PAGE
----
As long as dictatorial or democratic governments (be it capitalist, socialist or communist) force those who possess nothing, to sell their labour for the sake of food and shelter to the highest bidder there will be war, poverty, unemployment and over-exploitation of nature, but also terrorism, crime, hunger, child labour, prostitution, corruption, humiliation and inequality. The poor have been unjustly dependent on a job for the sake of a little food and decent shelter since agriculture was invented. Until the Second World War these jobs were nearly always reachable on foot, by boat or bike. Due to the post-war urban development the majority of jobs, particularly in rich countries, was on a car ride or even plane ride’s distance away. This development has three disastrous consequences, namely:

  1. The age-long global focus on jobs is fatal, because mechanization, digitalisation and robotics increasingly make more and more people unemployed, which then either starve, get involved in criminal activities, flee to rich countries or are having to live of social welfare. Artificially creating new jobs in wealthy countries by promoting wasteful senseless fun with intrusive advertising, will only add to the otherwise already ruthless over-exploitation of nature. 
  2. Those who do still have a job, are damaging the environment seriously, because for that very job they need at least a car, truck or plane.


    The daily traffic jams, but also the trucks and planes that bring us our everyday food from all corners of the world emit so much CO2, that we are experiencing climate change and a rise in sea levels.

  3. The car-free pre-war cities have a high density and no outside urban road network. The post-war cities, because of cars, have a four times lower density and outside the city lies a large urban road network. The post-war cities therefor require much more ground, mostly agricultural land or forests. This is problematic because it creates a food issue, but the lack of habitat will additionally alter the present ecosystems and drive many animal and plant species into extinction. In the next 35 years another 3.5 billion poor farmers will move to the city, where, with decent housing of post-war urban development, require a land area of roughly 2 million km2, a slab of land the size of Argentina.

View point city pyramid (Hans Ter Burg)

All of these problems can only be solved if we start living greener, by erecting more compact buildings such as pyramid cities and become independent of jobs, as follows:

  1. In a world where worldwide unemployment will only increase, governments should no longer be focused on jobs, jobs and nothing but jobs. Instead of focusing on the current policy ‘no job, no food’ governments should cast their gaze on ‘no job and still make a decent living’, the exact opposite. This requires the unemployed to perform unpaid labour for 2 to 3 years, under the leadership of a paid professional on the assembly line towards the realization of their own pyramid cities. Complete with urban agriculture and energy provision, after which they are rewarded with a basic income-in-kind, meaning debt free housing and free food and energy for the rest of their lives. They can thus lead decent lives regardless of employment, social benefits or fear of unemployment. This is possible because the pyramid cities can be built as if you were making a house with Lego, unskilled workers can quickly and easily build them up from scratch. The otherwise over-produced homes should be sold for prices that will provide cost-covering for the entire plan. This way, it won’t cost anyone a thing. On average, a 4 room apartment in the city in the Netherlands will approximately cost €98.000, incl. VAT and a piece of land. With an annuity mortgage of 30 years it comes down to about €450 per month which has to be afforded with a minimum gross income of €22.000.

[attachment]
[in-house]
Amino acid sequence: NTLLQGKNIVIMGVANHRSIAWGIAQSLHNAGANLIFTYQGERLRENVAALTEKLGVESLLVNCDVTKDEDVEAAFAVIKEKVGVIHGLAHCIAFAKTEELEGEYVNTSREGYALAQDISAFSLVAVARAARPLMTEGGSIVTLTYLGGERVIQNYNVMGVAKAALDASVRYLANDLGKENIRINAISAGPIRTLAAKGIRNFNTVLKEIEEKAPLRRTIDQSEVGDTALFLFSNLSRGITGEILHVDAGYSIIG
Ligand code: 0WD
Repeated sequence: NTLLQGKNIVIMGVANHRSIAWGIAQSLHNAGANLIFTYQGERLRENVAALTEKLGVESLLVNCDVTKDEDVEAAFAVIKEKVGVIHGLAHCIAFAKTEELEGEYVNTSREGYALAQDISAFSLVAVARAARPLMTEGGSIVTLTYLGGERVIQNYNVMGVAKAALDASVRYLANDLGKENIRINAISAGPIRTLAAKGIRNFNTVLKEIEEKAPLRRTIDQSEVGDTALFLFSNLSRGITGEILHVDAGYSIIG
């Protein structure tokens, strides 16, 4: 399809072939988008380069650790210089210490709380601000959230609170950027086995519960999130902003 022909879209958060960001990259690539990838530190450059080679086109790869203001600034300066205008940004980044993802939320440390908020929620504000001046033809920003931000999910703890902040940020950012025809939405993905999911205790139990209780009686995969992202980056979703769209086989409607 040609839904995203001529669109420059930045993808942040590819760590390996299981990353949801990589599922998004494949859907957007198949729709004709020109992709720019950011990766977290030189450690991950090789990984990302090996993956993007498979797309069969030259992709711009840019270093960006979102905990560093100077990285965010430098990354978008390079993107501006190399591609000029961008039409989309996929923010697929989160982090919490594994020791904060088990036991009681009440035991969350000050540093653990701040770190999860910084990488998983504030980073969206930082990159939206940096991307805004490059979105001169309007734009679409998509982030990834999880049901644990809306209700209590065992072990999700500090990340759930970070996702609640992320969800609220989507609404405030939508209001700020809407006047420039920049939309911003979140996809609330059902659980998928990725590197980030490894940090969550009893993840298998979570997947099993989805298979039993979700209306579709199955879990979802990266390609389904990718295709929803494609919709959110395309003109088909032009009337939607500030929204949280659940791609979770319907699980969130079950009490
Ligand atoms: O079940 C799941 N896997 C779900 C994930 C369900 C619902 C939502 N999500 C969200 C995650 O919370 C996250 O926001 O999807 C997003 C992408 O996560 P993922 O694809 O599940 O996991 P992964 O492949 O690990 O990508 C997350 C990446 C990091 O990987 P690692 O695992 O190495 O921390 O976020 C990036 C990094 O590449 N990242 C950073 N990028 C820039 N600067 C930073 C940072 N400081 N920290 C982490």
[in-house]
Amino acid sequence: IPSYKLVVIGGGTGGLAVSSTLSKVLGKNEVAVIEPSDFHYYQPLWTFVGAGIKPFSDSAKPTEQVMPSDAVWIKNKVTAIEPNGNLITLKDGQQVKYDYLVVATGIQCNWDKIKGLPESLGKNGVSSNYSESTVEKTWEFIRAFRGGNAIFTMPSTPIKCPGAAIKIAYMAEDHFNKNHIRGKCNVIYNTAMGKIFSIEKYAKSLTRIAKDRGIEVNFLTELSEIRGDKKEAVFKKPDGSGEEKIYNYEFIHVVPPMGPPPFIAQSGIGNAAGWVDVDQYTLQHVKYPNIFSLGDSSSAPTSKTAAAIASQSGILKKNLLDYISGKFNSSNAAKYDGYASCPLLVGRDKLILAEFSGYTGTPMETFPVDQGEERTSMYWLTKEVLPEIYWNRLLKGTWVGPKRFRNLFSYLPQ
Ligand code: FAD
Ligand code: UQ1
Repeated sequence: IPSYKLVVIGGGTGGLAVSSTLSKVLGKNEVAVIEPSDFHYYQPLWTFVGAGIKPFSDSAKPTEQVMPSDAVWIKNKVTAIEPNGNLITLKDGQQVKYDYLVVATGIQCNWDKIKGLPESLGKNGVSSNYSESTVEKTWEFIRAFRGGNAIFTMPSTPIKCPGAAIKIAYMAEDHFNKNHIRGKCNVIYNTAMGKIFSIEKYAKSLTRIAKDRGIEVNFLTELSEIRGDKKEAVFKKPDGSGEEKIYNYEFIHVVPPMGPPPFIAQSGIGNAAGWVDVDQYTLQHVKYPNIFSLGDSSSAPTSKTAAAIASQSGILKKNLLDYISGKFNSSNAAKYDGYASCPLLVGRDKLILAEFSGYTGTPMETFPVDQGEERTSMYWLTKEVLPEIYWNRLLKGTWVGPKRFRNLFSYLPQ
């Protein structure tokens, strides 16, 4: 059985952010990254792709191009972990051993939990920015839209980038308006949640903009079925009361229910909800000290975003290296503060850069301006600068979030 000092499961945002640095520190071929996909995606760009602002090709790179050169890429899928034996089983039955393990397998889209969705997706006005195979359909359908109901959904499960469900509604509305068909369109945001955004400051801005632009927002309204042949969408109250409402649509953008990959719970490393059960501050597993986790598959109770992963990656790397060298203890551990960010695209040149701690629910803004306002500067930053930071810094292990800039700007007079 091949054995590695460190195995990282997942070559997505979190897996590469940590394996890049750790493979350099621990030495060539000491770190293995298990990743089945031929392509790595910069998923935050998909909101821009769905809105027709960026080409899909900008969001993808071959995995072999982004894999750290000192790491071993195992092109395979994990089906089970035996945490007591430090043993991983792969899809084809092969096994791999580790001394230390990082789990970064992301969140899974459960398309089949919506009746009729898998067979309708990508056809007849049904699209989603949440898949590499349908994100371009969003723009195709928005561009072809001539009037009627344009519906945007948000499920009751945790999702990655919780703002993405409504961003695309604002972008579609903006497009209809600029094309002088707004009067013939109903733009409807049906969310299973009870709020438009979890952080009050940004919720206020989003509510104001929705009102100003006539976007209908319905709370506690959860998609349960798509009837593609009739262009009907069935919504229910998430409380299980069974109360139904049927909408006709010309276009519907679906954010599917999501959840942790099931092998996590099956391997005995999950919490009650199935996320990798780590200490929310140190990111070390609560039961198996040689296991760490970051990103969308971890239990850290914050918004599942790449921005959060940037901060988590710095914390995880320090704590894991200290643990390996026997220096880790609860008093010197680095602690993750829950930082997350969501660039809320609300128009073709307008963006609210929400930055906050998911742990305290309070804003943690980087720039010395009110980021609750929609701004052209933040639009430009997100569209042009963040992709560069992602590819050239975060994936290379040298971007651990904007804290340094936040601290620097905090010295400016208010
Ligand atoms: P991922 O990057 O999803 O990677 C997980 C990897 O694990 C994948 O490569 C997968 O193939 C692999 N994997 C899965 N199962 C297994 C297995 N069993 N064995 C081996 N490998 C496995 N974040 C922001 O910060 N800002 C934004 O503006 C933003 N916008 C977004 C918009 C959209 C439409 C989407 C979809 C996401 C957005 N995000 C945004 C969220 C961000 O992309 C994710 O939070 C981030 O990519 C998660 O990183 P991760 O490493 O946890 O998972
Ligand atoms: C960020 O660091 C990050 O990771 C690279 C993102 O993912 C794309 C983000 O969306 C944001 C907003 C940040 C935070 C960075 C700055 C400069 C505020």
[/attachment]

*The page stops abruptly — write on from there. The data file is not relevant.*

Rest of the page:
2. By building pyramid cities cars, trucks and planes are no longer really necessary, because part of the residents can live decently without a job through the acquired basic incomeinkind, and the other part has a job within walking or cycling distance from his / her home. There will be no CO2 emissions as a result of cars, trucks and airplanes being obsolete, thus also solving traffic problems. Furthermore, this green way of living allows the climate to recover and prevents the further rising of the sea level.
  3. In order to feed the 3.5 billion poor farmers and provide them with decent housing, a 40.000 km2 pyramid city is needed, an area roughly the size of the Netherlands, 50x less than Argentina. Because of this we will also avoid the food issue, but also by the lack of habitat and extinction of species as well as further tarnishing of the ecosystems.



Mega City

If we were to erect pyramid cities on 15 x 15 km slab of land (size of Amsterdam = 225 km2) in a checkerboard formation, we would be able to house and feed all 16 million inhabitants of the Netherlands. The city would consist of a 120 km2 area of wilderness / park areas (white squares of the board) and 120 km2 pyramid cities (black squares). Everyone will then living around car-free squares the size of football fields and within walking distance (with maximum of 500 metres) of a beautiful park the minimal size of New York’s Central Park (4 km2). Because all the jobs will be within walking or cycling distance as well, there will not be any traffic jams anymore while the rest of the Netherlands could then be 40.000 km2 of unspoilt nature.